Tyldesley and Grieve's Muscles, Nerves and Movement in Human Occupation / Edition 4

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Now in its fourth edition 'Tyldesley and Grieve's Muscles, Nerves and Movement' has established itself as the leading textbook for the study of movement by occupational therapists. The book provides students with a sound understanding of the way in which bones, joints, muscles and nerves allow the body to perform movement during daily activities. Early chapters provide a foundation for the study of movement, with the complexity of detail increasing as the book progresses. Functional anatomy is related to the movements of daily living and is supported by activities for experiencing and observing the way we perform everyday tasks. Later chapters consider the integration of sensory and motor processes for the planning and execution of movement. This fourth edition has been extensively updated and revised. Highly illustrated and now in full colour throughout the book also includes:
• Case histories with self assessment exercises
• Summary boxes
• Key terms
• Practice notepads

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Product Details

  • ISBN-13: 9781405189293
  • Publisher: Wiley
  • Publication date: 1/24/2012
  • Edition description: New Edition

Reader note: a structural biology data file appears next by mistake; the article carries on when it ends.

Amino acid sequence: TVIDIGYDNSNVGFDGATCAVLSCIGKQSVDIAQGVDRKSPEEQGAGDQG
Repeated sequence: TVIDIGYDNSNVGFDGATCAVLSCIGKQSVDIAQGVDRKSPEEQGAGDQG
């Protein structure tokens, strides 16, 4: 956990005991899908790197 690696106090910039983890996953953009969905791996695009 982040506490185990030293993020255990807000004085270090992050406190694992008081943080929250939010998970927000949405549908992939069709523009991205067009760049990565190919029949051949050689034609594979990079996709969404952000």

• Edition number: 4
  • Pages: 376
  • Sales rank: 880,999
  • Product dimensions: 7.40 (w) x 9.60 (h) x 0.90 (d)

Meet the Author

Ian McMillan is the Acting Head of Subject for the Department of Occupational Therapy, Faculty of Health and Social Sciences, Queen Margaret's University, Edinburgh.

Gail Carin-Levy is Lecturer in Occupational Therapy for the Department of Occupational Therapy, Faculty of Health and Social Sciences, Queen Margaret's University, Edinburgh.

June Grieve MSc BSc, formerly of the London School of Occupational Therapy, London, UK.

Barbara Tyldesley is formerly of the Department of Occupational Therapy, Liverpool University.

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Table of Contents

Preface to the fourth edition ix

Acknowledgements x

Section I: Introduction to movement 1

Chapter 1 Basic units, structure and function: supporting tissues, muscle and nerve 3

Framework and support: the connective tissues 4

Articulations 9

Skeletal muscle 12

Basic units of the nervous system 18

Muscle tone 27

Summary 29

Chapter 2 Movement terminology 31

The anatomical position 32

Planes and axes of movement 33

Structure and movements at synovial joints 34

Group action and types of muscle work 38

Biomechanical principles 41

Summary 49

Chapter 3 The central nervous system: the brain and spinal cord 50


Introduction to the form and structure 51

Cerebral hemispheres 56

Basal ganglia 65

Thalamus 66

Hypothalamus and limbic system 67

Brain stem 69

Cerebellum 71

Summary of brain areas: function in movement 73

Contents Tyldesley & Grieve’s Muscles, Nerves and Movement in Human Occupation


Position and segmentation of the spinal cord 73

Spinal reflex pathways 79

Summary of the functions of the spinal cord 82

Summary 82

Chapter 4 The peripheral nervous system: cranial and spinal nerves 84

Introduction 85

Spinal nerves 86

Peripheral nerves 90

Cranial nerves 92

Autonomic nervous system 96

Summary 99

Section II: Anatomy of movement in everyday living 101

Chapter 5 Positioning movements: the shoulder and elbow 103

Introduction 104


The shoulder (pectoral) girdle 105